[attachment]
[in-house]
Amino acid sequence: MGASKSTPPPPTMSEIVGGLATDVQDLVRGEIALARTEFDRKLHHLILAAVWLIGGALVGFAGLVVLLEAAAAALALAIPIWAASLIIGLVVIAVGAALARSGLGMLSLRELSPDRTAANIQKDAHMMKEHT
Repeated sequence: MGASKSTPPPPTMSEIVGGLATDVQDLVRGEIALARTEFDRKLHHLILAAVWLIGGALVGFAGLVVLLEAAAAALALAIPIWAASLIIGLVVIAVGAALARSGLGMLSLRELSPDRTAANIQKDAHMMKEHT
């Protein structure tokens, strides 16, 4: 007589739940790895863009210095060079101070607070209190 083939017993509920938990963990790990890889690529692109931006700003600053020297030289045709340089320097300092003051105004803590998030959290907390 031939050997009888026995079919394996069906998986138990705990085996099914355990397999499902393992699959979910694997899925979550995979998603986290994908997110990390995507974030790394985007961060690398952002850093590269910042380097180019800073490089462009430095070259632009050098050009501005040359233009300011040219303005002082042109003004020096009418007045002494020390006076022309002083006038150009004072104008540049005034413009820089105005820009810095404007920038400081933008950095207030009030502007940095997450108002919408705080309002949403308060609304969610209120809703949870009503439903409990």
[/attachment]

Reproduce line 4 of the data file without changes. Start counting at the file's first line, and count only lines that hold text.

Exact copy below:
């Protein structure tokens, strides 16, 4: 007589739940790895863009210095060079101070607070209190 083939017993509920938990963990790990890889690529692109931006700003600053020297030289045709340089320097300092003051105004803590998030959290907390 031939050997009888026995079919394996069906998986138990705990085996099914355990397999499902393992699959979910694997899925979550995979998603986290994908997110990390995507974030790394985007961060690398952002850093590269910042380097180019800073490089462009430095070259632009050098050009501005040359233009300011040219303005002082042109003004020096009418007045002494020390006076022309002083006038150009004072104008540049005034413009820089105005820009810095404007920038400081933008950095207030009030502007940095997450108002919408705080309002949403308060609304969610209120809703949870009503439903409990």